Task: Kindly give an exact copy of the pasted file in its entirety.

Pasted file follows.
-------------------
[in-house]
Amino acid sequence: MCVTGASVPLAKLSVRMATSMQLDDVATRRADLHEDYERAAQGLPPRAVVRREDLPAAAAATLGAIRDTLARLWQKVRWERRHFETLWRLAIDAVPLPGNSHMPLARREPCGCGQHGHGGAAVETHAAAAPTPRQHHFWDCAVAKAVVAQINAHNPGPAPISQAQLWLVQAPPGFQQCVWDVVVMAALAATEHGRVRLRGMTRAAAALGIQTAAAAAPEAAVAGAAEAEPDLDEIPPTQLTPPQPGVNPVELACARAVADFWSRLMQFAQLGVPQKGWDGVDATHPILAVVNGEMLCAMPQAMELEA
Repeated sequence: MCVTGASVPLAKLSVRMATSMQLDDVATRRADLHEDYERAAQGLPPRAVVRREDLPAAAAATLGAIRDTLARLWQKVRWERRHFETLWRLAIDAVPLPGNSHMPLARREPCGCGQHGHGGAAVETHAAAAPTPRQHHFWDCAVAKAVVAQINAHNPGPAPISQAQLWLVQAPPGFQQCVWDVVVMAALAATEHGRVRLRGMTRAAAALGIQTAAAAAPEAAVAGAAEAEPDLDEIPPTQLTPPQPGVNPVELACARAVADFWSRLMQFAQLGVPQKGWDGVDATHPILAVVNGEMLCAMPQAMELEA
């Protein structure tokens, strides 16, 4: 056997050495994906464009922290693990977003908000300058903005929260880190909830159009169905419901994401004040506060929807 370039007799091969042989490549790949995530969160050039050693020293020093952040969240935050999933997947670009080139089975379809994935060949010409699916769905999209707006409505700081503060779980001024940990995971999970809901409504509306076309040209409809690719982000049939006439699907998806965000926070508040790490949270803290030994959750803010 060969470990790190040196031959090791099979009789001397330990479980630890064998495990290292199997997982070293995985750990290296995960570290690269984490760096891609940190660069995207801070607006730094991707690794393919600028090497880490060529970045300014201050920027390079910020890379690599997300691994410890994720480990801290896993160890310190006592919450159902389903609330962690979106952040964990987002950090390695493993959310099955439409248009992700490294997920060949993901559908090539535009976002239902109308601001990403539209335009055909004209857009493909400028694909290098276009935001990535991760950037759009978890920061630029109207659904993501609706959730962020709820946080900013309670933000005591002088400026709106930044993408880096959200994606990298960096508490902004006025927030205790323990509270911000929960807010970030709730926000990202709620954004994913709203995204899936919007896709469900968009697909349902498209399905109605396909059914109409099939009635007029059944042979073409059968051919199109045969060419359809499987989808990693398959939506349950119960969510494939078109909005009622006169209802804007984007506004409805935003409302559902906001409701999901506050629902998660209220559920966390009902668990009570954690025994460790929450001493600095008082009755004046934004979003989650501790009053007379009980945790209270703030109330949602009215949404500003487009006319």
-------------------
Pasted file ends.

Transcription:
[in-house]
Amino acid sequence: MCVTGASVPLAKLSVRMATSMQLDDVATRRADLHEDYERAAQGLPPRAVVRREDLPAAAAATLGAIRDTLARLWQKVRWERRHFETLWRLAIDAVPLPGNSHMPLARREPCGCGQHGHGGAAVETHAAAAPTPRQHHFWDCAVAKAVVAQINAHNPGPAPISQAQLWLVQAPPGFQQCVWDVVVMAALAATEHGRVRLRGMTRAAAALGIQTAAAAAPEAAVAGAAEAEPDLDEIPPTQLTPPQPGVNPVELACARAVADFWSRLMQFAQLGVPQKGWDGVDATHPILAVVNGEMLCAMPQAMELEA
Repeated sequence: MCVTGASVPLAKLSVRMATSMQLDDVATRRADLHEDYERAAQGLPPRAVVRREDLPAAAAATLGAIRDTLARLWQKVRWERRHFETLWRLAIDAVPLPGNSHMPLARREPCGCGQHGHGGAAVETHAAAAPTPRQHHFWDCAVAKAVVAQINAHNPGPAPISQAQLWLVQAPPGFQQCVWDVVVMAALAATEHGRVRLRGMTRAAAALGIQTAAAAAPEAAVAGAAEAEPDLDEIPPTQLTPPQPGVNPVELACARAVADFWSRLMQFAQLGVPQKGWDGVDATHPILAVVNGEMLCAMPQAMELEA
């Protein structure tokens, strides 16, 4: 056997050495994906464009922290693990977003908000300058903005929260880190909830159009169905419901994401004040506060929807 370039007799091969042989490549790949995530969160050039050693020293020093952040969240935050999933997947670009080139089975379809994935060949010409699916769905999209707006409505700081503060779980001024940990995971999970809901409504509306076309040209409809690719982000049939006439699907998806965000926070508040790490949270803290030994959750803010 060969470990790190040196031959090791099979009789001397330990479980630890064998495990290292199997997982070293995985750990290296995960570290690269984490760096891609940190660069995207801070607006730094991707690794393919600028090497880490060529970045300014201050920027390079910020890379690599997300691994410890994720480990801290896993160890310190006592919450159902389903609330962690979106952040964990987002950090390695493993959310099955439409248009992700490294997920060949993901559908090539535009976002239902109308601001990403539209335009055909004209857009493909400028694909290098276009935001990535991760950037759009978890920061630029109207659904993501609706959730962020709820946080900013309670933000005591002088400026709106930044993408880096959200994606990298960096508490902004006025927030205790323990509270911000929960807010970030709730926000990202709620954004994913709203995204899936919007896709469900968009697909349902498209399905109605396909059914109409099939009635007029059944042979073409059968051919199109045969060419359809499987989808990693398959939506349950119960969510494939078109909005009622006169209802804007984007506004409805935003409302559902906001409701999901506050629902998660209220559920966390009902668990009570954690025994460790929450001493600095008082009755004046934004979003989650501790009053007379009980945790209270703030109330949602009215949404500003487009006319």